Since 2008, an estimated 160 Tibetans have self-immolated in protest against China’s increasingly abusive policies in Tibet, which Freedom House has ranked the least free place on earth, tied with Syria. In Xinjiang, as many as 1 million Uighurs, a Muslim, Turkic-speaking people, have been thrown into brutal prison camps, which the Chinese refer to as “re-education schools.” Hong Kong has also faced a severe crackdown against democracy, with prominent politicians, activists and journalists arrested, and civic organizations shut down.

“The Chinese government has felt emboldened since 2008,” says Chemi Lhamo, a 25-year-old Canadian-Tibetan activist in an interview with The Daily Beast. “It got the message from the international community that it was okay with China’s abuses, that the world will turn a blind eye to this.”

This time around, no one is predicting that the Olympics will democratize the country. Touting an authoritarian one-party rule as an alternative to Western-style democracy, China has risen to become an economic, technological and military powerhouse. Chinese leader Xi Jinping still wants to be legitimized by holding the Olympics, but he sees no need to placate the international community.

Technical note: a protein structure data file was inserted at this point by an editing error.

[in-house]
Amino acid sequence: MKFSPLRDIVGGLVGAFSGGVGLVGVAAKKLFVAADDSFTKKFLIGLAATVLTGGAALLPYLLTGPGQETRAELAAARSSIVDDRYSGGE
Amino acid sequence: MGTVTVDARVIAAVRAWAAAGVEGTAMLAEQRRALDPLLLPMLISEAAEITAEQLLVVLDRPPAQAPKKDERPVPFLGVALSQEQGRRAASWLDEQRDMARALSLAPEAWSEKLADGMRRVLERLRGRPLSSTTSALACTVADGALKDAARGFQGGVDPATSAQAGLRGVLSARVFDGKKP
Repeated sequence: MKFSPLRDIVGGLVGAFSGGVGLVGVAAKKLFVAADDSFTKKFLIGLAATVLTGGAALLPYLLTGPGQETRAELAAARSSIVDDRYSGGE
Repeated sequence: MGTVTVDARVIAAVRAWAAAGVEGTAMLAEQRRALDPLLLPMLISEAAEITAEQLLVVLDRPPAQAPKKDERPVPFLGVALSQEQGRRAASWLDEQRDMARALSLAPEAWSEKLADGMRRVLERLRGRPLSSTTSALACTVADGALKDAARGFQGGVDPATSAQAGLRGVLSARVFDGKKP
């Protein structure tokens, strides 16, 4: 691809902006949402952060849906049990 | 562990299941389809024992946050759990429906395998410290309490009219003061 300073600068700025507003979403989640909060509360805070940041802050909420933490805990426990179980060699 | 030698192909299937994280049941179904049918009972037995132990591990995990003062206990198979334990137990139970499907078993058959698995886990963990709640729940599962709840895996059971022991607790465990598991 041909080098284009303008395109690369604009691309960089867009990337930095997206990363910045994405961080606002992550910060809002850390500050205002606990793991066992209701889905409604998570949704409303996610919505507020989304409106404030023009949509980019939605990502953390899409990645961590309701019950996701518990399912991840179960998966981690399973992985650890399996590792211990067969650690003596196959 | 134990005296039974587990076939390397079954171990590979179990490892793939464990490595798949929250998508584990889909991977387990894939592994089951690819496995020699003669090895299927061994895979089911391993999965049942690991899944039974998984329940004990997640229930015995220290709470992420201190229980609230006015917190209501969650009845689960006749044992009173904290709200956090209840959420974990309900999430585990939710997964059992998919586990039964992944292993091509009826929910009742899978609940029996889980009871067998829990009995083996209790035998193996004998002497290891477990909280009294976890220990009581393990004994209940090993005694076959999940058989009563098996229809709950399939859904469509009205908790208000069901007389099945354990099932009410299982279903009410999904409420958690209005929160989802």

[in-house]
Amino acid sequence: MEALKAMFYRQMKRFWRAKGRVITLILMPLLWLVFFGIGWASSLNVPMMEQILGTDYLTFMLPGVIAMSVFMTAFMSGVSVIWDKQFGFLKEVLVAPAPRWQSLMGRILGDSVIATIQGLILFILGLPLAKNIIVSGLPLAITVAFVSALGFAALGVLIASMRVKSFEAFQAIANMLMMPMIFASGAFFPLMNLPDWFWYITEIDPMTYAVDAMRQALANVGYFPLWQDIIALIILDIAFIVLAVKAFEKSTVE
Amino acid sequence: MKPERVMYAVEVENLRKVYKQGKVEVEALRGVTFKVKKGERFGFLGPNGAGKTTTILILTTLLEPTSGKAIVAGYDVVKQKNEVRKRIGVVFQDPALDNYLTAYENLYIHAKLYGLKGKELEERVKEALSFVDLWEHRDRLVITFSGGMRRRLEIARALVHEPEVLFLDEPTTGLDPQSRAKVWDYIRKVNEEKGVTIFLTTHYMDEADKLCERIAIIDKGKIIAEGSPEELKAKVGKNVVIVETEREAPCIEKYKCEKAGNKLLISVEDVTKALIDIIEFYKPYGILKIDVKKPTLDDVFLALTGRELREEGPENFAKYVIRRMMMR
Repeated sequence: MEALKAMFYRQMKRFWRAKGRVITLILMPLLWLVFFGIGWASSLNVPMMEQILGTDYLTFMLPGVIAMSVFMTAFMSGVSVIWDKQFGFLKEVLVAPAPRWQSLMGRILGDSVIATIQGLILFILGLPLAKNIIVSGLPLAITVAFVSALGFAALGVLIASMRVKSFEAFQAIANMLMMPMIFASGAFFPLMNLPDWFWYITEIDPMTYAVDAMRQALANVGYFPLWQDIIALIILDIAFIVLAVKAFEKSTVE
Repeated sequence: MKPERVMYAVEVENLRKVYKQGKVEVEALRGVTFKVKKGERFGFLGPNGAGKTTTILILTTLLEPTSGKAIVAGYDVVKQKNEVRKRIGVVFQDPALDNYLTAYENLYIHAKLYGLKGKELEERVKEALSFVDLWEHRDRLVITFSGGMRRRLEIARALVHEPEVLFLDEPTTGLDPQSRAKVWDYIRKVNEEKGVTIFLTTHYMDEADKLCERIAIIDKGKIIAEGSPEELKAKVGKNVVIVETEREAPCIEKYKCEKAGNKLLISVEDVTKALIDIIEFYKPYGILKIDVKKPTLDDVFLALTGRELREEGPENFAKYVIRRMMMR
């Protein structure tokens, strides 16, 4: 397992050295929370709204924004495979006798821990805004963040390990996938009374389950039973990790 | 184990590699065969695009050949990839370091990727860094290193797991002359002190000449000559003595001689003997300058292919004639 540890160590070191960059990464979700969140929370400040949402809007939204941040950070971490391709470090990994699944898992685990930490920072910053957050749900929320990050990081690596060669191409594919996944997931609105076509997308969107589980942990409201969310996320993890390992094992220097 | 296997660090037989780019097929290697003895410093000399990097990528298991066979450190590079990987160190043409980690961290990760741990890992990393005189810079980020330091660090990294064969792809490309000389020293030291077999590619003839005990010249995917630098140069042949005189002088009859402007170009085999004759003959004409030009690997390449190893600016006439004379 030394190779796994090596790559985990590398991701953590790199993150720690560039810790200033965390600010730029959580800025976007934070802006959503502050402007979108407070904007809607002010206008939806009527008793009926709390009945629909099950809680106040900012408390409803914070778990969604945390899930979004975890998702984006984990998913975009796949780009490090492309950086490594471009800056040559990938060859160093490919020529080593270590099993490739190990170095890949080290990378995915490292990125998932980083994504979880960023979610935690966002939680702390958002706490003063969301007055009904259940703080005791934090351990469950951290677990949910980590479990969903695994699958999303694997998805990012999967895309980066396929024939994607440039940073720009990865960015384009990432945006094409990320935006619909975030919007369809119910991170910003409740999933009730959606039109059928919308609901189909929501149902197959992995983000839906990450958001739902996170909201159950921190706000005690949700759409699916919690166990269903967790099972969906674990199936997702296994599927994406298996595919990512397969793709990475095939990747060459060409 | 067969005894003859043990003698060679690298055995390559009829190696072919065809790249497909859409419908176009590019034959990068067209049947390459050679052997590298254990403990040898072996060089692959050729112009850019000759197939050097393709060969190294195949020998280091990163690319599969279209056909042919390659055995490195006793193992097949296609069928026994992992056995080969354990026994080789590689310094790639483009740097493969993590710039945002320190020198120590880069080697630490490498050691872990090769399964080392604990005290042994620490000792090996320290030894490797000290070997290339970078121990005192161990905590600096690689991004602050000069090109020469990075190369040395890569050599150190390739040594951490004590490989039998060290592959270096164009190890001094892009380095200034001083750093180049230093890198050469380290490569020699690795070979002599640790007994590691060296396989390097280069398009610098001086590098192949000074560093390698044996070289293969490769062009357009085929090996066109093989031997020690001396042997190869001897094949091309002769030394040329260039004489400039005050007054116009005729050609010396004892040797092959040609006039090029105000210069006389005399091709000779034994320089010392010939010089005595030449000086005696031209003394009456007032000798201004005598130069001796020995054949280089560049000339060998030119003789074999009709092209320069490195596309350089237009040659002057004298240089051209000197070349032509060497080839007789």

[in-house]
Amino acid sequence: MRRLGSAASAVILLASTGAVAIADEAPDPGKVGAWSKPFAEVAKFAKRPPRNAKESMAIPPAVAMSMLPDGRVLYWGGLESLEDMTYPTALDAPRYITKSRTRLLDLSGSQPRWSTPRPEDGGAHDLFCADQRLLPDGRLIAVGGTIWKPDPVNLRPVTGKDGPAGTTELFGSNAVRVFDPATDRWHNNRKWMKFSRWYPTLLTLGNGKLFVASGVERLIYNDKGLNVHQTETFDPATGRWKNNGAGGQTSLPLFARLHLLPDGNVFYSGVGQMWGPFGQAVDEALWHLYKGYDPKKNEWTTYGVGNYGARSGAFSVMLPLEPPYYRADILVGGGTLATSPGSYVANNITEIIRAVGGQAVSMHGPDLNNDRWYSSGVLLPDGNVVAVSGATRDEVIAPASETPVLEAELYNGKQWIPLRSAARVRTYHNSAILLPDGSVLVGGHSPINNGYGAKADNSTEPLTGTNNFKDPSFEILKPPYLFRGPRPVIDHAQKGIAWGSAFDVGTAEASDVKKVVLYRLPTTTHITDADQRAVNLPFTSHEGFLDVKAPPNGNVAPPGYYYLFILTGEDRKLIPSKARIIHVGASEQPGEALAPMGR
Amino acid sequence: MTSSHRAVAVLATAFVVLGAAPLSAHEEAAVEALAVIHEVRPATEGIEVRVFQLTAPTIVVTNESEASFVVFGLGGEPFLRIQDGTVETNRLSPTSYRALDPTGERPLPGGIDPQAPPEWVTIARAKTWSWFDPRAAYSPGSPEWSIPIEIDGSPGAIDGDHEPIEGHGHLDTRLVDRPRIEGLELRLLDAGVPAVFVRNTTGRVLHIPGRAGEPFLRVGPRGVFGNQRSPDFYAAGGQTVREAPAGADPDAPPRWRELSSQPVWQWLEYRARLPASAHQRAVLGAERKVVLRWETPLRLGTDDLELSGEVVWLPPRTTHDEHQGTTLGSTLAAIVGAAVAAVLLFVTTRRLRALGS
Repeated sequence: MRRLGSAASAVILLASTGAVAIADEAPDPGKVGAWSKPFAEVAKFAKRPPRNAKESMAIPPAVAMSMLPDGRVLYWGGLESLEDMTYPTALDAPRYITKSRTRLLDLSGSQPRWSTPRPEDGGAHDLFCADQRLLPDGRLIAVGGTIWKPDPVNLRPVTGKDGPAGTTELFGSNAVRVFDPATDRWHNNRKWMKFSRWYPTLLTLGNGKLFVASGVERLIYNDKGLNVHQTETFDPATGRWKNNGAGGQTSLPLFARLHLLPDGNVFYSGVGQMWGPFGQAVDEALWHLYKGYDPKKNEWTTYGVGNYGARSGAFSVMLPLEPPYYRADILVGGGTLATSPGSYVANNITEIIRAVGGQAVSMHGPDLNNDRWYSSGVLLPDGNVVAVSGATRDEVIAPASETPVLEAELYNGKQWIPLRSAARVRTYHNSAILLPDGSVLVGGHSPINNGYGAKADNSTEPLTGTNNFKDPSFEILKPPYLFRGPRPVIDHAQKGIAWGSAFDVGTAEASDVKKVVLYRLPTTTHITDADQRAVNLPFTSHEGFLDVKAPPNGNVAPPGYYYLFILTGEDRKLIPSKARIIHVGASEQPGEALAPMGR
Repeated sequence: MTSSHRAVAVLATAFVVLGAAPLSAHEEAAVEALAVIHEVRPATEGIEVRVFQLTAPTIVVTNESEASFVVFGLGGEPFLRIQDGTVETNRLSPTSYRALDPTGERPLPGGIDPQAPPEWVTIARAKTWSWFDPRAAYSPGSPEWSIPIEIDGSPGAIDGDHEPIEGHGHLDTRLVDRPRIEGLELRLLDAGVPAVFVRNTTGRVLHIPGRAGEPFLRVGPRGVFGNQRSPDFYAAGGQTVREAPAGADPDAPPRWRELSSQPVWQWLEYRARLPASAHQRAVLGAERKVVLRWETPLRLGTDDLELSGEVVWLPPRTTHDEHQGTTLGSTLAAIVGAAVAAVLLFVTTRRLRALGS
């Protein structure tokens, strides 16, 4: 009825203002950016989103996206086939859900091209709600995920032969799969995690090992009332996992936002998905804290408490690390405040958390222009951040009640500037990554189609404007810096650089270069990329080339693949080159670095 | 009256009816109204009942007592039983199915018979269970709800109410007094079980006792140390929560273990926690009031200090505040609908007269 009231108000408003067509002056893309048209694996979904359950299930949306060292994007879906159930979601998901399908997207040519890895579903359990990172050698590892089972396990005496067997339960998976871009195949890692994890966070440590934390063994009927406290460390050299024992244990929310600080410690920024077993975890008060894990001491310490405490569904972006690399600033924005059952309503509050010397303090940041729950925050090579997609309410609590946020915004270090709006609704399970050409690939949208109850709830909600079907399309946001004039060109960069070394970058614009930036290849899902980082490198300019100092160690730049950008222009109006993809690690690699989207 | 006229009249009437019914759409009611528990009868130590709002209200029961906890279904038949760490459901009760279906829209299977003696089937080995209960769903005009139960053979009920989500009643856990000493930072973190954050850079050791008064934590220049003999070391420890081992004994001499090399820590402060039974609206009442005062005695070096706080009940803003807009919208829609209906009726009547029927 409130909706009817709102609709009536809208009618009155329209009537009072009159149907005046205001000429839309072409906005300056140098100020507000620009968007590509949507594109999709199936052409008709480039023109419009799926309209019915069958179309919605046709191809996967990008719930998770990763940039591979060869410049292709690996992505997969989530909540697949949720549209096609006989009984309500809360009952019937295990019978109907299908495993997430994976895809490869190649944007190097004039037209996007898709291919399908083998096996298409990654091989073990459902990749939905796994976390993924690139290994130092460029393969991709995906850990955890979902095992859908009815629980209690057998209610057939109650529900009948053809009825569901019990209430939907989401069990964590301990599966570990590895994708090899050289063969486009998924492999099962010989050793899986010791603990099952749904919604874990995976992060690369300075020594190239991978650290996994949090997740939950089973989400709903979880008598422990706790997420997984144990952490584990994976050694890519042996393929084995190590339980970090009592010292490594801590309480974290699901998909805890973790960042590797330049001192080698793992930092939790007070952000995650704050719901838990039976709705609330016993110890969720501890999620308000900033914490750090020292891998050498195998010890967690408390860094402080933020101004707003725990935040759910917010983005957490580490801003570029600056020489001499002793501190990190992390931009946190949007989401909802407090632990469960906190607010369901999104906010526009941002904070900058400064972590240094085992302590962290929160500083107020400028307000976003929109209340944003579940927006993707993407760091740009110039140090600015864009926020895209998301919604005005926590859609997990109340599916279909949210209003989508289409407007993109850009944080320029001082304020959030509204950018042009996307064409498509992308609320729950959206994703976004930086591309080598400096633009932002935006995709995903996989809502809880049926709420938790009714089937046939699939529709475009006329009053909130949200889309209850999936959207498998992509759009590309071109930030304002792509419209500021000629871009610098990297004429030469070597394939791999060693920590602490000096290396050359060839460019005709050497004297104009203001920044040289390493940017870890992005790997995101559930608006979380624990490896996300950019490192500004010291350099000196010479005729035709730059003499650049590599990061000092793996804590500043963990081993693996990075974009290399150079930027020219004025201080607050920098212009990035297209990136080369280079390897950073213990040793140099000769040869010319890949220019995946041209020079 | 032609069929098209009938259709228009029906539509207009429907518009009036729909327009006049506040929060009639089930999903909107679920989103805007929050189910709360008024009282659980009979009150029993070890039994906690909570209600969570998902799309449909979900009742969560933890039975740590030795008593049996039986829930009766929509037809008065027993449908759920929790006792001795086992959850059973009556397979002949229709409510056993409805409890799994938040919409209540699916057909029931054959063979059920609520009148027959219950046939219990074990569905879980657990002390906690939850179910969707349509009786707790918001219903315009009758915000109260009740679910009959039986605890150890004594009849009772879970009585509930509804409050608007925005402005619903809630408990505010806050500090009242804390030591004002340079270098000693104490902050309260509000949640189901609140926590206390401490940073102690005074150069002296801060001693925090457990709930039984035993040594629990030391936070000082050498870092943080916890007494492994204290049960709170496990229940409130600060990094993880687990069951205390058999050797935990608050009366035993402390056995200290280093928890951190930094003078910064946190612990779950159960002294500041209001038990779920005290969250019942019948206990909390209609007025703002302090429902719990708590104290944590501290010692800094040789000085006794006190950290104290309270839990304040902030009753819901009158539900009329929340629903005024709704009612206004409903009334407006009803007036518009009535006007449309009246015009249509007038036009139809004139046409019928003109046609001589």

“How in the world does it make sense for China to host the Games when it has such a brutal record?” said Lhamo. “Things have not gotten better—they’ve gotten worse.”

Activists representing disparate peoples in China began to strategize immediately after China was awarded the Winter Games. In October 2020, a delegation representing 160 human rights groups had a virtual meeting with the IOC hoping to convince the body to either cancel or relocate the Winter Olympics. The meeting didn’t go well, some of those who attended the meeting told The Daily Beast.